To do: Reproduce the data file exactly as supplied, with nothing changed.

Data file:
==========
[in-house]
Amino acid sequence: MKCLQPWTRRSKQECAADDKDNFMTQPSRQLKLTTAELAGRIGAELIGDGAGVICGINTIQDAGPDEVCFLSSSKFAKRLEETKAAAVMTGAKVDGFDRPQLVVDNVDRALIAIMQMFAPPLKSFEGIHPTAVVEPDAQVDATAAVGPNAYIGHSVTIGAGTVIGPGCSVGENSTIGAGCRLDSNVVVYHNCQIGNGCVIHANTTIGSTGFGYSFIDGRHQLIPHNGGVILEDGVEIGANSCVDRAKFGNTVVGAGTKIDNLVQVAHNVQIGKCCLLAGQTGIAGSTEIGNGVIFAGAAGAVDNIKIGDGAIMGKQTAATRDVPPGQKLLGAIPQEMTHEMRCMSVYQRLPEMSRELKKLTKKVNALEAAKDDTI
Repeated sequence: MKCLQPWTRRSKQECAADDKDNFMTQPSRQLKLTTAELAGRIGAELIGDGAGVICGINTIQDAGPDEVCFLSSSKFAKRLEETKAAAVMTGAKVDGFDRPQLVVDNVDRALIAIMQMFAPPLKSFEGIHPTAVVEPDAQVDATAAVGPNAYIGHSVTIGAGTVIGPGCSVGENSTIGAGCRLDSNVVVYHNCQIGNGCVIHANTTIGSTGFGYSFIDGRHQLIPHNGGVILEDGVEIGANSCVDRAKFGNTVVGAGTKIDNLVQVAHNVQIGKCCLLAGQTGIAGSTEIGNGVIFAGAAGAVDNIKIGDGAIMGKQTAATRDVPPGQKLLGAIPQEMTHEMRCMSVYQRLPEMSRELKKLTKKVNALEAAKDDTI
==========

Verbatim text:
[in-house]
Amino acid sequence: MKCLQPWTRRSKQECAADDKDNFMTQPSRQLKLTTAELAGRIGAELIGDGAGVICGINTIQDAGPDEVCFLSSSKFAKRLEETKAAAVMTGAKVDGFDRPQLVVDNVDRALIAIMQMFAPPLKSFEGIHPTAVVEPDAQVDATAAVGPNAYIGHSVTIGAGTVIGPGCSVGENSTIGAGCRLDSNVVVYHNCQIGNGCVIHANTTIGSTGFGYSFIDGRHQLIPHNGGVILEDGVEIGANSCVDRAKFGNTVVGAGTKIDNLVQVAHNVQIGKCCLLAGQTGIAGSTEIGNGVIFAGAAGAVDNIKIGDGAIMGKQTAATRDVPPGQKLLGAIPQEMTHEMRCMSVYQRLPEMSRELKKLTKKVNALEAAKDDTI
Repeated sequence: MKCLQPWTRRSKQECAADDKDNFMTQPSRQLKLTTAELAGRIGAELIGDGAGVICGINTIQDAGPDEVCFLSSSKFAKRLEETKAAAVMTGAKVDGFDRPQLVVDNVDRALIAIMQMFAPPLKSFEGIHPTAVVEPDAQVDATAAVGPNAYIGHSVTIGAGTVIGPGCSVGENSTIGAGCRLDSNVVVYHNCQIGNGCVIHANTTIGSTGFGYSFIDGRHQLIPHNGGVILEDGVEIGANSCVDRAKFGNTVVGAGTKIDNLVQVAHNVQIGKCCLLAGQTGIAGSTEIGNGVIFAGAAGAVDNIKIGDGAIMGKQTAATRDVPPGQKLLGAIPQEMTHEMRCMSVYQRLPEMSRELKKLTKKVNALEAAKDDTI